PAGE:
Unimpeded access to key markets means increased market certainty for Saskatchewan pulse growers.
SPG’s strategic plan keeps a focus on creating a competitive advantage in current and new markets.
As growers continue to supply food to global markets, export markets must be maintained and expanded while also upholding Canada’s reputation as a reliable supplier. With recent advancements in pulse crop production, your larger crops require increased market access.
With proactive advocacy and fast reactions to unexpected issues, Pulse Canada works on growers’ behalf to resolve issues quickly to maintain markets and maximum profit for growers.
Non-Tariff Trade Barriers
Trade issues can prevent you from making the most of your crops. The Canadian pulse industry may face non-tarrif trade barriers that restrict access for Canadian pulses to export markets. Behind the scenes, Pulse Canada works actively with the entire pulse industry – and the Canadian government – to resolve non-tariff issues, including:
- Fumigation requirements for Canadian pulses crops destined for India
- Quarantine concern in Myanmar around a Fusarium strain
- Issues with lentils into Egypt due to sclerotia from white mould
- Notices of non-compliance on the presence of soil in lentil shipments to Colombia
- Detention of containers of lentils in Panama due to the detection of weed seeds from round-leaved mallow
- Alleged detection by Turkey of low-level presence of GM events in red lentils (continued from 2016)
- Detection of Blackleg in the canola present in foreign material occurring in peas exported from Canada
Free Trade Agreements
Canadian bilateral and regional trade agreements are central to increased market access, and Pulse Canada advocates for the entire industry at a national level, working closely with the Government of Canada.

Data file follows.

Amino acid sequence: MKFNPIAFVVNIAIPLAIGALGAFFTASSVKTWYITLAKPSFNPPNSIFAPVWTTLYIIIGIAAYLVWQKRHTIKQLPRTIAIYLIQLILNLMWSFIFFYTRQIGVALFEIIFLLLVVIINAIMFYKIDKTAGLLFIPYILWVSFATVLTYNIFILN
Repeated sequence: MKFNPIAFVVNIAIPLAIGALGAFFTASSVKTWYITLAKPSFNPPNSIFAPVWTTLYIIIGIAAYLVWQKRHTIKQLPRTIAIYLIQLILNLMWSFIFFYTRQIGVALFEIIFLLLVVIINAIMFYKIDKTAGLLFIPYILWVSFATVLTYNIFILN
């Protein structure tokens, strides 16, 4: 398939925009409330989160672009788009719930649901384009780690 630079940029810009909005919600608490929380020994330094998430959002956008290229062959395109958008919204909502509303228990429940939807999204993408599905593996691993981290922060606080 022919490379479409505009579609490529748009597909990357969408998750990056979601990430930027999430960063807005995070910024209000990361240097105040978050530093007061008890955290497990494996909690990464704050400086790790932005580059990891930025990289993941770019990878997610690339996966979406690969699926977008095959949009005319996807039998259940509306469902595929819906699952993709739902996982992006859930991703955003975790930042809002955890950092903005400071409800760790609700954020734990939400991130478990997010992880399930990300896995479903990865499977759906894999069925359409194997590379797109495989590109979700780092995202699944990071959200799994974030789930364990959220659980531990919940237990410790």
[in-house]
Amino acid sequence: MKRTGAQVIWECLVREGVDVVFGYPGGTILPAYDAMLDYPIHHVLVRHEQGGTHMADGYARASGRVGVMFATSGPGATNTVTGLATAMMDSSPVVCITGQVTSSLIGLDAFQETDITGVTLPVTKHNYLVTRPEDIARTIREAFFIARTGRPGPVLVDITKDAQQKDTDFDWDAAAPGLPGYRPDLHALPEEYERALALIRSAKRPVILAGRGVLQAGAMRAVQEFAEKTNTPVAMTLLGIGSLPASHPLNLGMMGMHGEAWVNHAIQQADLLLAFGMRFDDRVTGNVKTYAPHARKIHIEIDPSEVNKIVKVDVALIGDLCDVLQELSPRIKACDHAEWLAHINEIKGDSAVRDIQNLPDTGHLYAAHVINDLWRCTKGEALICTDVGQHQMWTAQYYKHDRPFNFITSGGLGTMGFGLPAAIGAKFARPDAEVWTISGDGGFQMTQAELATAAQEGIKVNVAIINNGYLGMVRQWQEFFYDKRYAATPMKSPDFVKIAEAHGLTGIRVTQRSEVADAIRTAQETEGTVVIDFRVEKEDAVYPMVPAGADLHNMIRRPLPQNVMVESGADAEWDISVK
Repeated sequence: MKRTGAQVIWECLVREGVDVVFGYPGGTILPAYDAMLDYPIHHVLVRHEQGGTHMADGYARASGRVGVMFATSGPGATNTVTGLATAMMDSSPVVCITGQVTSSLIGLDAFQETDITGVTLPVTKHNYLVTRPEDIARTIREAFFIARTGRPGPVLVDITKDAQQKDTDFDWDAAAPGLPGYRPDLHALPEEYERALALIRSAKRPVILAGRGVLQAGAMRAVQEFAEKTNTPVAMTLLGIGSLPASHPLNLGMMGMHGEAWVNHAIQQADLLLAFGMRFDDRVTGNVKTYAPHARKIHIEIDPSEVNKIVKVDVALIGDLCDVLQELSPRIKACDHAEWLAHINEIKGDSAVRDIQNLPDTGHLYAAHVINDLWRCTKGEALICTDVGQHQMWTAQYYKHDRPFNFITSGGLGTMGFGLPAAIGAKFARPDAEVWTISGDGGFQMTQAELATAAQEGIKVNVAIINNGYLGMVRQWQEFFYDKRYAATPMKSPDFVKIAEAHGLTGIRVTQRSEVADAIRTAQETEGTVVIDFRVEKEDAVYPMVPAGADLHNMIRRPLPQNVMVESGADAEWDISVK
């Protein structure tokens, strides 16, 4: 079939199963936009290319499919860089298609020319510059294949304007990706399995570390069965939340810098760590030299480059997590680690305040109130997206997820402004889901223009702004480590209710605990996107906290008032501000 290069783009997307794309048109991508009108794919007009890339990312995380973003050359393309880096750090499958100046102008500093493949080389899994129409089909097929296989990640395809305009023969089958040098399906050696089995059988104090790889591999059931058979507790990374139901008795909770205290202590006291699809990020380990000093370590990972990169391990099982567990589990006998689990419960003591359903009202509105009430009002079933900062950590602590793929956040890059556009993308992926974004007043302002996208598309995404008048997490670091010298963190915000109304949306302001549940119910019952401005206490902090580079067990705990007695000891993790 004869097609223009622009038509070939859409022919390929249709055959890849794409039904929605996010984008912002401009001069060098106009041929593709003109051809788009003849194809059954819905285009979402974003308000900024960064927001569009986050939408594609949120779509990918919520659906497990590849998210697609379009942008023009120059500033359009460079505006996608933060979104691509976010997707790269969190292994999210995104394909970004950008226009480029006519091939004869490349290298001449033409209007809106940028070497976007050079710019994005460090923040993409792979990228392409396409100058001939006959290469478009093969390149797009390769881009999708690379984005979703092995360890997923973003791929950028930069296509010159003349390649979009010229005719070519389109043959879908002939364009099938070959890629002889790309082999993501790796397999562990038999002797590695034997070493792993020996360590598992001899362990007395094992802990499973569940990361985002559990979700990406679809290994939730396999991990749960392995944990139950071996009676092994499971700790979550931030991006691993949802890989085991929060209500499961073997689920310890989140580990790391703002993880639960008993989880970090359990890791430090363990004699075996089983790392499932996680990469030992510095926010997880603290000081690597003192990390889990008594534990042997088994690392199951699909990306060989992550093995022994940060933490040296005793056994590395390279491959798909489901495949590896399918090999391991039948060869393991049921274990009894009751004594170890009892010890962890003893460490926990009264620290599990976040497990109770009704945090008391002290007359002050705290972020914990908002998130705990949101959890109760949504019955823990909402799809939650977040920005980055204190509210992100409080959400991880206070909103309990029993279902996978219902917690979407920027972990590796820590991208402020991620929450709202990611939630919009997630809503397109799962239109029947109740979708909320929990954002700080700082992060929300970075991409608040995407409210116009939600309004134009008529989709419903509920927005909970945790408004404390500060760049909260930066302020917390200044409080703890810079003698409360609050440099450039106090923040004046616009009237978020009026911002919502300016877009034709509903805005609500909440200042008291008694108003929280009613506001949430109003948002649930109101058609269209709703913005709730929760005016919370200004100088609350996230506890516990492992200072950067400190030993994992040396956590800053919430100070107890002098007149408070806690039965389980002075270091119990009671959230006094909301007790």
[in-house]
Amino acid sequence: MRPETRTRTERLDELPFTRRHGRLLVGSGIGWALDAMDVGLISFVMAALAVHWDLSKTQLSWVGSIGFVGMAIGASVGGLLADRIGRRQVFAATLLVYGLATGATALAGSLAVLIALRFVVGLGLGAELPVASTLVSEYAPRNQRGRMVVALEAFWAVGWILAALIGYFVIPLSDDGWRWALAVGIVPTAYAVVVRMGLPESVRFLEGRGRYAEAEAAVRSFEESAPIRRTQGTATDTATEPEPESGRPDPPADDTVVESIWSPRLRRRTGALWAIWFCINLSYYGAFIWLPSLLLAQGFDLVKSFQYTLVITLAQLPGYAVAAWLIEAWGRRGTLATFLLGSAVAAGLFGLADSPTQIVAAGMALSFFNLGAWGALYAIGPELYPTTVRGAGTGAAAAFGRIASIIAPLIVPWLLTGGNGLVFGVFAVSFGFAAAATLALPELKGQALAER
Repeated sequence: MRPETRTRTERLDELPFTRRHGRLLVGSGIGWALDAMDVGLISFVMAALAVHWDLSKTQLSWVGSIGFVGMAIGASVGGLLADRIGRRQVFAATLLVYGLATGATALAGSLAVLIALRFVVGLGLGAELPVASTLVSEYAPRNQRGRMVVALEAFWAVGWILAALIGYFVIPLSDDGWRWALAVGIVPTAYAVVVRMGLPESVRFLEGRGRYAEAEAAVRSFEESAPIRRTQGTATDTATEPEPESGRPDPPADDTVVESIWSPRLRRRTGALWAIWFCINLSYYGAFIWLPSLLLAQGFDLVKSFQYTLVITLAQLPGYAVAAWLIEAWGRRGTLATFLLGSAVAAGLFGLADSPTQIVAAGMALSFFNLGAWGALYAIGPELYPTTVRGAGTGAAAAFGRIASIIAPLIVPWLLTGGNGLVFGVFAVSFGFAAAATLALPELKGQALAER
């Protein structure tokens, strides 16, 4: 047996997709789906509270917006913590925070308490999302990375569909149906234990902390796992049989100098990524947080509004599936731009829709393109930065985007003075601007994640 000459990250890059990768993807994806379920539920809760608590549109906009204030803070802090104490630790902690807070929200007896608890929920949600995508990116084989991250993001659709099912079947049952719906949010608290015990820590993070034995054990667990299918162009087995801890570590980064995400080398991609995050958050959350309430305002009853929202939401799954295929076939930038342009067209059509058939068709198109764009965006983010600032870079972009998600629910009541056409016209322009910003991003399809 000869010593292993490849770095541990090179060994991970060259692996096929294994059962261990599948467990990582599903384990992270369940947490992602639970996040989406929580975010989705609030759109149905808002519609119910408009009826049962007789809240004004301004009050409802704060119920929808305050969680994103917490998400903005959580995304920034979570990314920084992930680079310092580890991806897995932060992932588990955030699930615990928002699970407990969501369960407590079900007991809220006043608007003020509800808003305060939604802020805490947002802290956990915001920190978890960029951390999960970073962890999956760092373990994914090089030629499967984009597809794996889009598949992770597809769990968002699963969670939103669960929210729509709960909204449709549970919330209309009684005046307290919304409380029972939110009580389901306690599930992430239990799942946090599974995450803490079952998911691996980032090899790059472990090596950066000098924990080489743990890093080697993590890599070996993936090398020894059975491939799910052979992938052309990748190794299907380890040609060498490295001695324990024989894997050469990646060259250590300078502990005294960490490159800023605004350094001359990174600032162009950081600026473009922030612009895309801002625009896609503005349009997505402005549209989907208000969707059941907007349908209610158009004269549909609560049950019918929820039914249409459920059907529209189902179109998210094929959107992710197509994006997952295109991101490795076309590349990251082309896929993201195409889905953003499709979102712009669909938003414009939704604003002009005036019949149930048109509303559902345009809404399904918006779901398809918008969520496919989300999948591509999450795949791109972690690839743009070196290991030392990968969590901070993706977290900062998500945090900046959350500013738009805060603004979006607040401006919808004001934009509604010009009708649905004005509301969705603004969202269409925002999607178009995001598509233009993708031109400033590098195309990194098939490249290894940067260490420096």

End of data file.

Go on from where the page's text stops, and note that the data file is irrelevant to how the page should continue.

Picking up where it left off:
Improving access to technology and crop protection is essential while maintaining access to markets.
Pulse Canada’s work ensures that:
- The Canadian legislative and regulatory environment does not serve as a barrier to important crop protection technologies
- Pulse growers have maximized access to new and innovative crop protection products and retain access to critical tools in place today
- The registered use of crop protection technology does not impede trade due to MRL non-compliance or market acceptance of technology (plant breeding innovation, crop protection products)
- All pulse markets utilize risk-based criteria in the establishment of import tolerances
- The pulse industry is guaranteed a strong understanding of the presence and fate of crop protection product residues on raw and processed pulse ingredients and that risk mitigation strategies are implemented
- A digitized pulse supply chain, including on-farm input data, provides new market opportunities and financial benefits to pulse growers and suppliers
Growers’ Role in Crop Protection
Growers processes and actions keep the doors open to international markets. When applying crop protection products, please take the appropriate risk mitigation steps. Always follow the product label, to ensure product residue remains below maximum residue limits (MRLs) set by regulatory agencies in export markets.
Maximum Residue Limits
The Canadian pulse industry is a member of the Keep it Clean! program, along with other agriculture sectors. The program provides growers with up-to-date MRL information that allows for Canada to maintain its international reputation as a high-quality agriculture supplier.